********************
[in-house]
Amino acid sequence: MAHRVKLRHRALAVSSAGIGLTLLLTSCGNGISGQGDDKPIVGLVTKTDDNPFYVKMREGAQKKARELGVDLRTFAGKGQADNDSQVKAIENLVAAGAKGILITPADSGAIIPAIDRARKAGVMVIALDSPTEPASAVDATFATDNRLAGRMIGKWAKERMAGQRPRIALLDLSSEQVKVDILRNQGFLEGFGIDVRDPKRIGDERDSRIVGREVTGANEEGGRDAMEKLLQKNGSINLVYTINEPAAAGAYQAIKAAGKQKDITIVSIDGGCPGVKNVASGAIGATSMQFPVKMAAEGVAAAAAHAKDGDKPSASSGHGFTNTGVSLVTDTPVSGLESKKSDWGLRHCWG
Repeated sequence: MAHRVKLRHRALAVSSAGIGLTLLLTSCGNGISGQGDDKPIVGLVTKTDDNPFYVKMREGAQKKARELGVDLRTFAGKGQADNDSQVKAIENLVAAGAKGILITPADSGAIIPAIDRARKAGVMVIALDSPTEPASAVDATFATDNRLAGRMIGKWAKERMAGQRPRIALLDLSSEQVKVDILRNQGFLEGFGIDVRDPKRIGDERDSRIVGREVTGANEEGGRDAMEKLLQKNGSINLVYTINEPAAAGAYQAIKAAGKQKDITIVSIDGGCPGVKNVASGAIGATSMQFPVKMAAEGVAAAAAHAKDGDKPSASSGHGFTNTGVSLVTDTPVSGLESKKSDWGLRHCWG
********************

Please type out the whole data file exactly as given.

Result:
[in-house]
Amino acid sequence: MAHRVKLRHRALAVSSAGIGLTLLLTSCGNGISGQGDDKPIVGLVTKTDDNPFYVKMREGAQKKARELGVDLRTFAGKGQADNDSQVKAIENLVAAGAKGILITPADSGAIIPAIDRARKAGVMVIALDSPTEPASAVDATFATDNRLAGRMIGKWAKERMAGQRPRIALLDLSSEQVKVDILRNQGFLEGFGIDVRDPKRIGDERDSRIVGREVTGANEEGGRDAMEKLLQKNGSINLVYTINEPAAAGAYQAIKAAGKQKDITIVSIDGGCPGVKNVASGAIGATSMQFPVKMAAEGVAAAAAHAKDGDKPSASSGHGFTNTGVSLVTDTPVSGLESKKSDWGLRHCWG
Repeated sequence: MAHRVKLRHRALAVSSAGIGLTLLLTSCGNGISGQGDDKPIVGLVTKTDDNPFYVKMREGAQKKARELGVDLRTFAGKGQADNDSQVKAIENLVAAGAKGILITPADSGAIIPAIDRARKAGVMVIALDSPTEPASAVDATFATDNRLAGRMIGKWAKERMAGQRPRIALLDLSSEQVKVDILRNQGFLEGFGIDVRDPKRIGDERDSRIVGREVTGANEEGGRDAMEKLLQKNGSINLVYTINEPAAAGAYQAIKAAGKQKDITIVSIDGGCPGVKNVASGAIGATSMQFPVKMAAEGVAAAAAHAKDGDKPSASSGHGFTNTGVSLVTDTPVSGLESKKSDWGLRHCWG